The thesis treats a theoretical analysis of the suitability of the IASB Conceptual Framework and the Danish Company Accounts Act in relation to obtaining a true and fair view of the CSR reports of the companies listed on the Copenhagen Stock Exchange as well as proposals for improvement, including suggestions for building up a true and fair CSR reporting. The thesis is bounded to the statutory CSR reporting. In order to obtain a true and fair view of the CSR reporting the suitability of the IASB Conceptual Framework and the Danish Company Accounts Act is evaluated in relation to seven measurable attributes defined by the candidate. The measurable attributes are developed on the basis of how financial information obtains a true and fair view in the annual accounts. Measurable attributes are developed for each element forming part of a fair and true view of the Conceptual Framework. These elements consist of the users of the financial statements and the four qualitative characteristics. The measurable attributes indicate what is needed in order to achieve the individual elements, thus giving the information a true and fair view. The candidate assesses that the IASB Conceptual Framework is unsuitable in relation to achieving a true and fair view of the CSR reporting. This is mainly due to the fact that the Conceptual Framework is primarily aimed at financial information, and therefore, levels 3 to 4 of the Conceptual Framework do not function properly as CSR information. Interacting with the Danish Company Accounts Act the IASB Conceptual Framework is an improvement of the starting point (the Conceptual Framework). However, the candidate still estimates that it is unsuitable in order to achieve a true and fair view of the CSR reporting. The interaction between the Danish Company Accounts Act and the IASB Conceptual Framework is an improvement, as the Danish Company Accounts Act – contrary to the Conceptual Framework – includes provisions for non-financial information. The legislation is an improvement with regard to relevance assessment and ensuring understanding of the reporting. This is due to the fact that the estimate of relevance is limited by the statement being considered part of the management report and for the same reason the assumptions of the Conceptual Framework become suitable. However, the legislation still shows signs of weakness with regard to relevance assessment, but particularly in relation to the reliability and comparability of the qualitative characteristics. This is mainly due to lack of specific requirements of contents as well as recognition and measurement criteria. The Danish Company Accounts Act, section 99a (7), makes it possible to report on social responsibility according to the UN Global Compact rules of Communication on Progress. If this option is chosen, the other rules of the Danish Company Accounts Act will be revoked, and the Communication on Progress must follow the UN Global Compact rules. The candidate assesses that the Communication on Progress is unsuitable with regard to achieving a true and fair view of CSR information. The definition of the user of financial statements in the Communication on Progress is wide, and there are no specific requirements of contents or recognition and measurement criteria. Possible measurements for improvement of the legislation are assessed based on the first analysis. Several international standards may potentially improve the legal framework in order to achieve a true and fair view of the CSR reporting. The candidate points out the Global Reporting Initiative, the IASE3000 and the AA1000 series. In the analysis the international standards are compared with cost benefit consideration of the Conceptual Framework. In this perspective, the candidate concludes that it is unrealistic to have a statutory requirement that requires accession to the Global Reporting Initiative and the AA1000 series, including verification through AA1000AS or IASE3000. The argument is that the users and their needs for CSR information will differ among the individual companies. Comprehensive reporting will be suitable for some companies whereas it will not be relevant for other companies. The candidate suggests that an amendment to the act should be made which stipulates that the information that companies choose to include in their statutory CSR reporting must be made according to the guidelines of the Global Reporting Initiative. In the final partial analysis of the thesis, the candidate presents three solution models for creating a true and fair CSR reporting. These models are based on research in literature of three possible motives that companies may have for making CSR reports.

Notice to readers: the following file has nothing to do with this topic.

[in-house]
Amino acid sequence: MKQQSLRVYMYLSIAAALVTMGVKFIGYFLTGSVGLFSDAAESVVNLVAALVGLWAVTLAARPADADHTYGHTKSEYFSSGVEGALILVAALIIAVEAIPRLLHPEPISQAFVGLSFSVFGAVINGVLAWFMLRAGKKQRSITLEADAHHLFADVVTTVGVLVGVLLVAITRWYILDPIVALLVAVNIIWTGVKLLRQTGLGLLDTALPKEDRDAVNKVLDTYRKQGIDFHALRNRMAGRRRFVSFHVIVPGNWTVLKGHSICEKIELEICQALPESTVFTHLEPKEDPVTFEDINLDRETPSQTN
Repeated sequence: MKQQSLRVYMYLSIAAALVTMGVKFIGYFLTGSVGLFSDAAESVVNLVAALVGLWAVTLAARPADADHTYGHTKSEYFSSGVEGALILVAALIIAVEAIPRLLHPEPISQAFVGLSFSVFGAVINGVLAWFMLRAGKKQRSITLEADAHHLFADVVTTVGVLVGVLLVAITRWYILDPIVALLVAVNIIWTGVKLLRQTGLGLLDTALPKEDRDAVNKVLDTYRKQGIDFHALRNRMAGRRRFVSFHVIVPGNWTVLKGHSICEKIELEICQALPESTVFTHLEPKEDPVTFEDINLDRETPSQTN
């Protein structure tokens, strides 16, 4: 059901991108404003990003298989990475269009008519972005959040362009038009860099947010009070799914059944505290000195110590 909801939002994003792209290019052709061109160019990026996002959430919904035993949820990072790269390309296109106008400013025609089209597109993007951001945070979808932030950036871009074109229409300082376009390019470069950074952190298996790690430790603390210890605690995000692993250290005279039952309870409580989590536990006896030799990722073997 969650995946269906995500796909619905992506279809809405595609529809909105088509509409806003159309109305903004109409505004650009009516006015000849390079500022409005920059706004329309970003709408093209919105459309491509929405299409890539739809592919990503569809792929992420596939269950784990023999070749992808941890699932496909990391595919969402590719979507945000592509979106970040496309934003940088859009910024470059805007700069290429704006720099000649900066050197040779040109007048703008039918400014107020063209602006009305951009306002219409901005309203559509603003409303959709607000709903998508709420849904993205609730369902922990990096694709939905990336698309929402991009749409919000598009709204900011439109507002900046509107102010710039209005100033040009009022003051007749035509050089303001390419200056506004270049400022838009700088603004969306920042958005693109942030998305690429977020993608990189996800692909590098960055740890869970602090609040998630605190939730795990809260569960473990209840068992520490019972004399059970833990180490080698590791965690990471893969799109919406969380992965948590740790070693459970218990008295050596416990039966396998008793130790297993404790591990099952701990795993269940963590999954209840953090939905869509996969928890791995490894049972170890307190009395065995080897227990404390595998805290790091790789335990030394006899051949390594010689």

|Educations||MSc in Auditing, (Graduate Programme) Final Thesis|
|Number of pages||113|